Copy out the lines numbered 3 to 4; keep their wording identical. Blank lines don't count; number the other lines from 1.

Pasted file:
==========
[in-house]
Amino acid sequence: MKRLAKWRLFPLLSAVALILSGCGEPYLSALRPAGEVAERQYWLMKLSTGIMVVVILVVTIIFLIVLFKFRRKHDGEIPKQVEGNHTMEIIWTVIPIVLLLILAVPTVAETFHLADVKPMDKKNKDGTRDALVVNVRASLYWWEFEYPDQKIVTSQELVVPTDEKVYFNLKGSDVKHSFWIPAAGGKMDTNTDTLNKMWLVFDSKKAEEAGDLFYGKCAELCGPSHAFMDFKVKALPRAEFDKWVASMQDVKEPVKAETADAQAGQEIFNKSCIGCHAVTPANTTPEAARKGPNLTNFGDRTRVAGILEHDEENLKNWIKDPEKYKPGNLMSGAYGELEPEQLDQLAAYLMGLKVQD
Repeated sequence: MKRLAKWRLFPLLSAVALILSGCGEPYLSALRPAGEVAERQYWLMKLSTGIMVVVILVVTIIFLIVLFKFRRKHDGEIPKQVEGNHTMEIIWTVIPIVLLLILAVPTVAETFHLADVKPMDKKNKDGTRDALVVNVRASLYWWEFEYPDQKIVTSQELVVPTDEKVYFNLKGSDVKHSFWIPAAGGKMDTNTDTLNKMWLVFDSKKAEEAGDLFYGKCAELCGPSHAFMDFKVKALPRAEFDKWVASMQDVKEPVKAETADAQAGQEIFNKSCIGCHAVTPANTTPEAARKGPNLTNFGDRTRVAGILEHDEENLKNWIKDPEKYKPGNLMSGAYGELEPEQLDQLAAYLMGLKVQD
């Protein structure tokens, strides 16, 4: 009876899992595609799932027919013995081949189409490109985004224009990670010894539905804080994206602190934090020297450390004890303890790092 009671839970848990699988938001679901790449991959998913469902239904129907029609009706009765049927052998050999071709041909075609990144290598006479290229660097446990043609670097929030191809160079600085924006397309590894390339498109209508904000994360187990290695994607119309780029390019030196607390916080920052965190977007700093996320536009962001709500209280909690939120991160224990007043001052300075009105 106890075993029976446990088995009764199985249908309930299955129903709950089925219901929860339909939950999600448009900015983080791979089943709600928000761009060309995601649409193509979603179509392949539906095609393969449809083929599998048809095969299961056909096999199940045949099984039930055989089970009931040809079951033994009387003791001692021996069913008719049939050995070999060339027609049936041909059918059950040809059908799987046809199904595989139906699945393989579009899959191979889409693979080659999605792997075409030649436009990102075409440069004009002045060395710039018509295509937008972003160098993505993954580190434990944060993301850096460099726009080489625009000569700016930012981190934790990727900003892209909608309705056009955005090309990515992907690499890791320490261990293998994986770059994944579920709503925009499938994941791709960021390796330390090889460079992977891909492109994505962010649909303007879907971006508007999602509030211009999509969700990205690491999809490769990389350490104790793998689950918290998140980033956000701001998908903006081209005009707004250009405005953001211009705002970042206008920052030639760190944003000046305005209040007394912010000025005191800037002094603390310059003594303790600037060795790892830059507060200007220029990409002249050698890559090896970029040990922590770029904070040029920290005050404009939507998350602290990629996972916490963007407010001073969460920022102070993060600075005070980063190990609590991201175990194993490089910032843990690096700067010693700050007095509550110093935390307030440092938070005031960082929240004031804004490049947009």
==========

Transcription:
Repeated sequence: MKRLAKWRLFPLLSAVALILSGCGEPYLSALRPAGEVAERQYWLMKLSTGIMVVVILVVTIIFLIVLFKFRRKHDGEIPKQVEGNHTMEIIWTVIPIVLLLILAVPTVAETFHLADVKPMDKKNKDGTRDALVVNVRASLYWWEFEYPDQKIVTSQELVVPTDEKVYFNLKGSDVKHSFWIPAAGGKMDTNTDTLNKMWLVFDSKKAEEAGDLFYGKCAELCGPSHAFMDFKVKALPRAEFDKWVASMQDVKEPVKAETADAQAGQEIFNKSCIGCHAVTPANTTPEAARKGPNLTNFGDRTRVAGILEHDEENLKNWIKDPEKYKPGNLMSGAYGELEPEQLDQLAAYLMGLKVQD
């Protein structure tokens, strides 16, 4: 009876899992595609799932027919013995081949189409490109985004224009990670010894539905804080994206602190934090020297450390004890303890790092 009671839970848990699988938001679901790449991959998913469902239904129907029609009706009765049927052998050999071709041909075609990144290598006479290229660097446990043609670097929030191809160079600085924006397309590894390339498109209508904000994360187990290695994607119309780029390019030196607390916080920052965190977007700093996320536009962001709500209280909690939120991160224990007043001052300075009105 106890075993029976446990088995009764199985249908309930299955129903709950089925219901929860339909939950999600448009900015983080791979089943709600928000761009060309995601649409193509979603179509392949539906095609393969449809083929599998048809095969299961056909096999199940045949099984039930055989089970009931040809079951033994009387003791001692021996069913008719049939050995070999060339027609049936041909059918059950040809059908799987046809199904595989139906699945393989579009899959191979889409693979080659999605792997075409030649436009990102075409440069004009002045060395710039018509295509937008972003160098993505993954580190434990944060993301850096460099726009080489625009000569700016930012981190934790990727900003892209909608309705056009955005090309990515992907690499890791320490261990293998994986770059994944579920709503925009499938994941791709960021390796330390090889460079992977891909492109994505962010649909303007879907971006508007999602509030211009999509969700990205690491999809490769990389350490104790793998689950918290998140980033956000701001998908903006081209005009707004250009405005953001211009705002970042206008920052030639760190944003000046305005209040007394912010000025005191800037002094603390310059003594303790600037060795790892830059507060200007220029990409002249050698890559090896970029040990922590770029904070040029920290005050404009939507998350602290990629996972916490963007407010001073969460920022102070993060600075005070980063190990609590991201175990194993490089910032843990690096700067010693700050007095509550110093935390307030440092938070005031960082929240004031804004490049947009």